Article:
Home
Yakult Swallows
Japanese Baseball
See a Game
Basic Japanese
Surviving Tokyo
News

Latham's 1998 Guide to Japanese Baseball...
Yakult Swallows logoThe Yakult Swallows Home Plate1997 Japan Series Champions
Kazuhiro Kiyohara: The Kyojin Crybaby

Only the Tokyo Tower elevator let more people down than Giants first-baseman Kazuhiro Kiyohara did in 1997.

The Pacific League all-star joined the Giants that year with big expectations. In his eleven years with the Seibu Lions, Kiyohara banged 329 home runs with 915 RBIs. Typical of power hitters, he's relatively slow and his career .274 average is not that great. In the past few years, Mr. Sideburns has been hovering around .250. While occasionally sidelined with aches and pains, Kiyohara played in over 95% of Seibu's games. Generally consistent, the former Lions first baseman can be expected to hit at least twenty-five home runs and 75 RBIs a season.

And that's essentially what the Giants got from him in 1997. Batting .249, Kiyohara slugged 32 home runs and tallied 95 RBIs. So why all the complaints? Kazuhiro KiyoharaThe biggest reason, of course, is that the Giants finished last in 1997. Since expectations were highest for Kiyohara, naturally fans were disappointed by his "average" season. Moreover, by the 1997 All-Star break, the former Seibu slugger was only batting around .220.

Joining the Giants, he had signed one of the fattest contracts in Japanese baseball history. People wanted their money's worth, and by July 1997 when he failed to lead the team beyond last place, he got the lions share of the blame. There were complaints that he only seemed to hit home runs during games that either Giants went on to lose or which didn't matter -- like during the second 1997 All-Star game.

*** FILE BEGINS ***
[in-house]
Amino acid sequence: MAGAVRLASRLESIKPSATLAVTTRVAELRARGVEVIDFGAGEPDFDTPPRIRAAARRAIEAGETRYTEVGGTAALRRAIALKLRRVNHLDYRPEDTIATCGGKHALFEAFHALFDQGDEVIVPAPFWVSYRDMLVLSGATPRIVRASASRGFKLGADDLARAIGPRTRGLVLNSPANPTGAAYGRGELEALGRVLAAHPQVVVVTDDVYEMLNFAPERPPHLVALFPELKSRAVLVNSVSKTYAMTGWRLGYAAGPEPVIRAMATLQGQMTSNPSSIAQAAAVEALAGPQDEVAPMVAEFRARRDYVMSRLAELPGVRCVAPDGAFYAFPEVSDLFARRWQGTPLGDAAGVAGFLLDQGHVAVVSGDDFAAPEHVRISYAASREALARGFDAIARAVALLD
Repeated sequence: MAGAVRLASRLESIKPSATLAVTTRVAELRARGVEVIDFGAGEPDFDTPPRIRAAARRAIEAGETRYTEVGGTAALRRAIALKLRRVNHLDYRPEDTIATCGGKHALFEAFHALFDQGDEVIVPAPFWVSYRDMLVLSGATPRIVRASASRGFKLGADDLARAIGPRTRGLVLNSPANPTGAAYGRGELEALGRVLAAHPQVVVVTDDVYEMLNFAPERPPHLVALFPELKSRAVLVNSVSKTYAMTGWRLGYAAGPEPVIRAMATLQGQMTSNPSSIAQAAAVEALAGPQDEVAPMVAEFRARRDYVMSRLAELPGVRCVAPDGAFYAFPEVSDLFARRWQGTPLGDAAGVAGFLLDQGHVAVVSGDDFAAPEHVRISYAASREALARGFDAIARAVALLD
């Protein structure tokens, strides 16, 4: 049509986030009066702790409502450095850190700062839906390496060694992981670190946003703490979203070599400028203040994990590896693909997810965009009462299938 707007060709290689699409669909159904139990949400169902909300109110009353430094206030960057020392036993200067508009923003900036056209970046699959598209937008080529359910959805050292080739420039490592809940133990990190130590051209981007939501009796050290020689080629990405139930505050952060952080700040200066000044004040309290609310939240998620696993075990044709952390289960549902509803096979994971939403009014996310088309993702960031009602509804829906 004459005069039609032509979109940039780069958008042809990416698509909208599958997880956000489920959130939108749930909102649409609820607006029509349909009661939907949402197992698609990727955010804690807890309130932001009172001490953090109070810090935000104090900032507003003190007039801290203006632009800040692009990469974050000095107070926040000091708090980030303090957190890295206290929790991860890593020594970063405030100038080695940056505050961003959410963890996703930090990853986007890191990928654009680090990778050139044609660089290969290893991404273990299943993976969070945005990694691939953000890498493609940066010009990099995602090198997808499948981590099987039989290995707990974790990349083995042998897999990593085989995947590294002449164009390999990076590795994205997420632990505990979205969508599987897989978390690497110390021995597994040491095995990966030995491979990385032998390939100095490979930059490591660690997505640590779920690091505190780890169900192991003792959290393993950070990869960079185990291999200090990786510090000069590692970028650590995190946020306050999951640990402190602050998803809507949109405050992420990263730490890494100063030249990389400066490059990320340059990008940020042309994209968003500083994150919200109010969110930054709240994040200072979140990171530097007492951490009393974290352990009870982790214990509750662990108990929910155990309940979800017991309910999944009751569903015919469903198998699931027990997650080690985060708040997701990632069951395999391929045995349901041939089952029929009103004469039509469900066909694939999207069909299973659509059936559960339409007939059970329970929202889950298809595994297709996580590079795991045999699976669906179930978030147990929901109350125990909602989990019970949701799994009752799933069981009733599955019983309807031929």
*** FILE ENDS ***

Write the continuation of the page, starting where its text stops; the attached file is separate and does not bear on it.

Shortly after his all-star appearance, Kiyohara was skewered in the Daily Yomiuri, part of the media conglomerate that owns the Giants, for his disappointing performance in regular season games. Under the July 28, 1997 headline Giants, Kiyohara begin 2nd half with loss, and beside a picture of Kiyohara striking out (caption: "Kiyohara fails to deliver..."), read a scathing story about the Kyojin's 12-2 loss the night before.

"After watching high-priced free-agent Kazuhiro Kiyohara shine in the second all star game, the Giants fans had high expectations . . . Unfortunately for the fans, Kiyohara couldn't play up to the all-star level he showed [a week earlier] . . . Kiyohara had one meaningless hit in four at-bats and failed to produce with runners in position."

No other Giants players were mentioned in the article, not even the pitchers who gave up twelve runs. Kiyohara alone carried the blame for the loss and the losing season.

But such an assessment is simply unfair and inaccurate. True, the Giants first baseman got off to a slow start, but he had a good August, and his final numbers are well within the range of normal for him.

If fans were disappointed, it was their fault for believing the hype about Kiyohara being the second coming of Shigeo Nagashima. Before the season, there was even some talk about un-retiring Nagashima's number 3 (the same number Kiyohara wore for the Lions) so the former Seibu slugger could wear it.